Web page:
14 Mexicans die after smugglers abandon them in the Arizona desert
YUMA, Ariz. (AP) – Walk a couple of hours and you’ll reach a highway, the smugglers said. We’ll be back with water.
Members of the group, all of them from Mexico, apparently had no idea they would have to cross more than 50 miles of desert to reach the closest road. And they lacked the water and the know-how to survive the blast-furnace 115-degree heat.
On Thursday, five days after the men and teen-age boys set out to enter the United States illegally through southwestern Arizona, 14 of them were dead from exposure. It is believed to be the deadliest attempt to cross the U.S.-Mexico border since 1987, when 18 Mexican men died in a locked railroad boxcar near Sierra Blanca, Texas.
The immigrants here were caught in an area Border Patrol agents call ”The Devil’s Path,” brutal country east of Yuma. It has become increasingly popular with border crossers because of stepped-up patrols elsewhere.
Twelve people survived, with one telling doctors he drank his own urine in desperation. One was found in a shallow hole, apparently dug to escape the heat. For some, food and water had run out by Monday.
Fighting the same heat that ravaged the immigrants, searchers followed tracks in hopes of finding other survivors. By midday Thursday, Border Patrol agents believed there could be one more person still in the desert.
Mexican officials said they have identified a suspect believed to be one of the smugglers. The smugglers could face charges of immigrant smuggling and murder, said Ruben Beltran, consul general in Phoenix.
The search started Wednesday morning when Border Patrol agents found four sunburned, dehydrated men, who told them of others in trouble.
Over the next 24 hours, search parties discovered six clusters of immigrants – some living, some dead – who had scattered. Discarded shoes and shirts and empty plastic water jugs lay around them.
Two men made it within 10 miles of Interstate 8, the highway they were trying to reach.
”Have you ever seen a mummy from ancient Egypt? That gives you an idea,” said Dr. David Haynes, who treated survivors at the Yuma Regional Medical Center. ”They looked shriveled up.”
The survivors were treated for severe dehydration and kidney damage. Doctors do not expect to release them for at least a week and said some will have lifelong kidney problems.
Southern Arizona has been a popular crossing point for illegal immigrants since the 1990s, after crackdowns in California and Texas pushed more people to try to enter the country through more remote and more dangerous areas.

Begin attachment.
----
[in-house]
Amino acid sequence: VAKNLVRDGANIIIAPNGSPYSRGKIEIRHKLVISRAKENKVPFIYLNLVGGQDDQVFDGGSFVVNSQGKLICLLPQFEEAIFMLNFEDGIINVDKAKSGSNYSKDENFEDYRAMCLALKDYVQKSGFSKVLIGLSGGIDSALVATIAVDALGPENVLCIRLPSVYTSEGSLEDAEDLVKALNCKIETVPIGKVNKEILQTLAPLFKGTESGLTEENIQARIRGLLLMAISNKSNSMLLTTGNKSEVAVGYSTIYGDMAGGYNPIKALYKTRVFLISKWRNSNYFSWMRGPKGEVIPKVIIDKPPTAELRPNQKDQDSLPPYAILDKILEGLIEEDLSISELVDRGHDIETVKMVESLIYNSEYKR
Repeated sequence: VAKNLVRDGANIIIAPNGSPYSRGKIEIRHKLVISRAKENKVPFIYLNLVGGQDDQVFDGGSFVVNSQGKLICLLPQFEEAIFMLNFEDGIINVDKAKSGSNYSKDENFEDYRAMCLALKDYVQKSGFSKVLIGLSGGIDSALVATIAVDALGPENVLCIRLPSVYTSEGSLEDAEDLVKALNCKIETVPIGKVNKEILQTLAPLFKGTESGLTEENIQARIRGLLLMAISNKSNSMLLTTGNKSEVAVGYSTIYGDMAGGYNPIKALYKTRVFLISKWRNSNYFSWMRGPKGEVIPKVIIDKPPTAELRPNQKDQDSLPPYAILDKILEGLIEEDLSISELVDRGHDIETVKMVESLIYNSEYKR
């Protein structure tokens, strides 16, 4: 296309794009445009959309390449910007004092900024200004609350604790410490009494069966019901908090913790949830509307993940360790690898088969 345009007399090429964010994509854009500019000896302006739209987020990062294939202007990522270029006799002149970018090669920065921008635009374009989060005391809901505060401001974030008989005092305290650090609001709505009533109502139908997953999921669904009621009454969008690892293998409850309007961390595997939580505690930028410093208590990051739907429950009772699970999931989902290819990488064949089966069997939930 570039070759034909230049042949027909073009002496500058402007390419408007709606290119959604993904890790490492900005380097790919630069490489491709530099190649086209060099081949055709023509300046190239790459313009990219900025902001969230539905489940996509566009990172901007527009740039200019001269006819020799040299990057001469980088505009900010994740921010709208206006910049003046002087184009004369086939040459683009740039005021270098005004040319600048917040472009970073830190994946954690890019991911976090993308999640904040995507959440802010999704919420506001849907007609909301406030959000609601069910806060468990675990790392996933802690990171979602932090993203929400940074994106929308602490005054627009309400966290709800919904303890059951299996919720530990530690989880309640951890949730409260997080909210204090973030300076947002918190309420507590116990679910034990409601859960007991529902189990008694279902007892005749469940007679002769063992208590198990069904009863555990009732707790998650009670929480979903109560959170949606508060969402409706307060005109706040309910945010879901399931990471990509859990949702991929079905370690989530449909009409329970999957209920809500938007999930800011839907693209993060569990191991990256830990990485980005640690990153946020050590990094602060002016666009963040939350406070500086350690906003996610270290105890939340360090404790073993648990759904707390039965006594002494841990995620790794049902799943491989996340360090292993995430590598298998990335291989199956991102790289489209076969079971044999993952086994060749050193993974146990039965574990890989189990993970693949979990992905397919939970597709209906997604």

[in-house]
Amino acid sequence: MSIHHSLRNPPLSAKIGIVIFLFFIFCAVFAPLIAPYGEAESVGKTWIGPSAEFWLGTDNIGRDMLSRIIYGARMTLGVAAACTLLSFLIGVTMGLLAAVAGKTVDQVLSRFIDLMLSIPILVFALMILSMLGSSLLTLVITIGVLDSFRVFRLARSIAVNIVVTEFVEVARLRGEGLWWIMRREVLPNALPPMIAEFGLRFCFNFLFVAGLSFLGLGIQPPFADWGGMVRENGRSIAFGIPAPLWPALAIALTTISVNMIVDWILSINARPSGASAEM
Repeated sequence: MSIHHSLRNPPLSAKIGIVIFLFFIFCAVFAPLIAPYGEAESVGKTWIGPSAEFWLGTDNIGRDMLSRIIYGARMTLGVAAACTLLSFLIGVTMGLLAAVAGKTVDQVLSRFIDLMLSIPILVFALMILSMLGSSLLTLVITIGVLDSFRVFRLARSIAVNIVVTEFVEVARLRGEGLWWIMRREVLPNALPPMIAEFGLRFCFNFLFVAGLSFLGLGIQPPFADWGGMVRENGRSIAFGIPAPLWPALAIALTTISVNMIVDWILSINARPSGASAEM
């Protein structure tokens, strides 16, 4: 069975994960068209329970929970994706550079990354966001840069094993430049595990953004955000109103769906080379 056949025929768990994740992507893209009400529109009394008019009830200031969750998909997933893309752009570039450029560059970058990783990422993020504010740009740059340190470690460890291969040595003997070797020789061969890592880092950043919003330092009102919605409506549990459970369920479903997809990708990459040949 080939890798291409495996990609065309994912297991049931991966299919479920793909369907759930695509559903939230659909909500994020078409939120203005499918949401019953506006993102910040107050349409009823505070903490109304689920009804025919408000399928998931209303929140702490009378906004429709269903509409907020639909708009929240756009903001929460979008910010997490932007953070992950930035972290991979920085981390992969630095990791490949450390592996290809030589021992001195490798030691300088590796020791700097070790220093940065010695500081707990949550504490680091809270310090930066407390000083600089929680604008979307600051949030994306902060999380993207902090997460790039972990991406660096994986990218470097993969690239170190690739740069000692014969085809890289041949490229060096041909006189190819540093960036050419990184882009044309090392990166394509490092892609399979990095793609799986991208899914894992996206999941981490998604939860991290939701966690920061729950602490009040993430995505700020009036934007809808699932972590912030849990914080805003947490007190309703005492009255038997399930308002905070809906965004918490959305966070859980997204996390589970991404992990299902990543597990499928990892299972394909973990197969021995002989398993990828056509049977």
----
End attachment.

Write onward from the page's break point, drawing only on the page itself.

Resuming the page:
The Border Patrol said 106 people died while crossing southern Arizona’s deserts during the 12-month period that ended on Sept. 30.
”People are very, very ill-prepared to understand the distances and the dangers and threats to their lives,” said the Rev. Robin Hoover, a Tucson pastor who sets up water stations for border crossers. ”For many of the people who cross, they have no idea what they are encountering.”
In August 1997, eight Mexican illegal immigrants drowned after being swept away by a 15-foot wall of water in a normally dry wash a few yards inside Arizona. In June 1996, five illegal immigrants from Mexico died of exposure in the desert 30 miles south of Casa Grande.
”Nobody should be surprised by these deaths,” said Claudia Smith, a lawyer for the California Rural Legal Assistance Foundation, an advocacy group. ”They are an entirely foreseeable consequence of moving the migrant traffic out of the urban areas and into the most remote and dangerous areas.”
Mark Krikorian, executive director of the Center for Immigration Studies in Washington, said the Arizona tragedy was brought about by economic disparities between Mexico and the United States combined with policies that call for tough enforcement at the border but impose few sanctions against employers who hire illegal immigrants.
”We are sending mixed messages,” Krikorian said. ”What we have now is a toxic combination that leads to deaths like this.”
He said two solutions exist: allowing an open border or enforcing the law against those who hire illegal immigrants.
Government officials in both countries issued a statement promising cooperation in the efforts to prosecute the smugglers in the Arizona case, fight immigrant trafficking along the entire border, and reach new agreements on migration and border safety.
In Washington, Attorney General John Ashcroft offered his condolences to relatives of the dead and condemned the smugglers.
”The U.S. and Mexican governments have begun investigations to identify the smugglers responsible for this tragedy and have pledged close cooperation to bring these criminals to justice,” he said.
On the Net:
Border Patrol: http://www.ins.usdoj.gov/graphics/lawenfor/bpatrol/
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